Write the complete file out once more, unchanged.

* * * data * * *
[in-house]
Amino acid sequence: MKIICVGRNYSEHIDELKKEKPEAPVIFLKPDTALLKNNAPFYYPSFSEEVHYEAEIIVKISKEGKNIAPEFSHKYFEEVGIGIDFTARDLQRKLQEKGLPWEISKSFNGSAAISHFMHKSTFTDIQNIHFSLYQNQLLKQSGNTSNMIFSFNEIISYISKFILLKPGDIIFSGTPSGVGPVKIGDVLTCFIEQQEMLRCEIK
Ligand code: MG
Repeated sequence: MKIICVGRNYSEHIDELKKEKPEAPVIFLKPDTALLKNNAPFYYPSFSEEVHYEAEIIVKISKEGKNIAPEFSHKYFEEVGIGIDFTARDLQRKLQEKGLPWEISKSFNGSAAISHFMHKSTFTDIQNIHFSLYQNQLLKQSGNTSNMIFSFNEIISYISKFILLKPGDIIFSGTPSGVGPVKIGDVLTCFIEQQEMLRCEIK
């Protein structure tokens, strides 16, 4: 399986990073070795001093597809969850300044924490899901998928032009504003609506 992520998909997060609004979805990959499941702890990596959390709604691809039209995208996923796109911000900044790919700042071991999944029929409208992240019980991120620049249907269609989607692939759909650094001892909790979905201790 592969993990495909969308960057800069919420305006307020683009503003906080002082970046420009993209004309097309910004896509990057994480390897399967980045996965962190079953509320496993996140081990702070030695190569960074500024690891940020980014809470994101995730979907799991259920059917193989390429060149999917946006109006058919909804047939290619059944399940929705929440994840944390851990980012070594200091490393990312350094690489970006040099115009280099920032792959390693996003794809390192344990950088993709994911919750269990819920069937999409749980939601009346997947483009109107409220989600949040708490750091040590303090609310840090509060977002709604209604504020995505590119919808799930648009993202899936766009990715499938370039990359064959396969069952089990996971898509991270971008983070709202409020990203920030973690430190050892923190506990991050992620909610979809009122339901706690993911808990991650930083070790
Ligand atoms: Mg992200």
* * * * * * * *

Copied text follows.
[in-house]
Amino acid sequence: MKIICVGRNYSEHIDELKKEKPEAPVIFLKPDTALLKNNAPFYYPSFSEEVHYEAEIIVKISKEGKNIAPEFSHKYFEEVGIGIDFTARDLQRKLQEKGLPWEISKSFNGSAAISHFMHKSTFTDIQNIHFSLYQNQLLKQSGNTSNMIFSFNEIISYISKFILLKPGDIIFSGTPSGVGPVKIGDVLTCFIEQQEMLRCEIK
Ligand code: MG
Repeated sequence: MKIICVGRNYSEHIDELKKEKPEAPVIFLKPDTALLKNNAPFYYPSFSEEVHYEAEIIVKISKEGKNIAPEFSHKYFEEVGIGIDFTARDLQRKLQEKGLPWEISKSFNGSAAISHFMHKSTFTDIQNIHFSLYQNQLLKQSGNTSNMIFSFNEIISYISKFILLKPGDIIFSGTPSGVGPVKIGDVLTCFIEQQEMLRCEIK
């Protein structure tokens, strides 16, 4: 399986990073070795001093597809969850300044924490899901998928032009504003609506 992520998909997060609004979805990959499941702890990596959390709604691809039209995208996923796109911000900044790919700042071991999944029929409208992240019980991120620049249907269609989607692939759909650094001892909790979905201790 592969993990495909969308960057800069919420305006307020683009503003906080002082970046420009993209004309097309910004896509990057994480390897399967980045996965962190079953509320496993996140081990702070030695190569960074500024690891940020980014809470994101995730979907799991259920059917193989390429060149999917946006109006058919909804047939290619059944399940929705929440994840944390851990980012070594200091490393990312350094690489970006040099115009280099920032792959390693996003794809390192344990950088993709994911919750269990819920069937999409749980939601009346997947483009109107409220989600949040708490750091040590303090609310840090509060977002709604209604504020995505590119919808799930648009993202899936766009990715499938370039990359064959396969069952089990996971898509991270971008983070709202409020990203920030973690430190050892923190506990991050992620909610979809009122339901706690993911808990991650930083070790
Ligand atoms: Mg992200």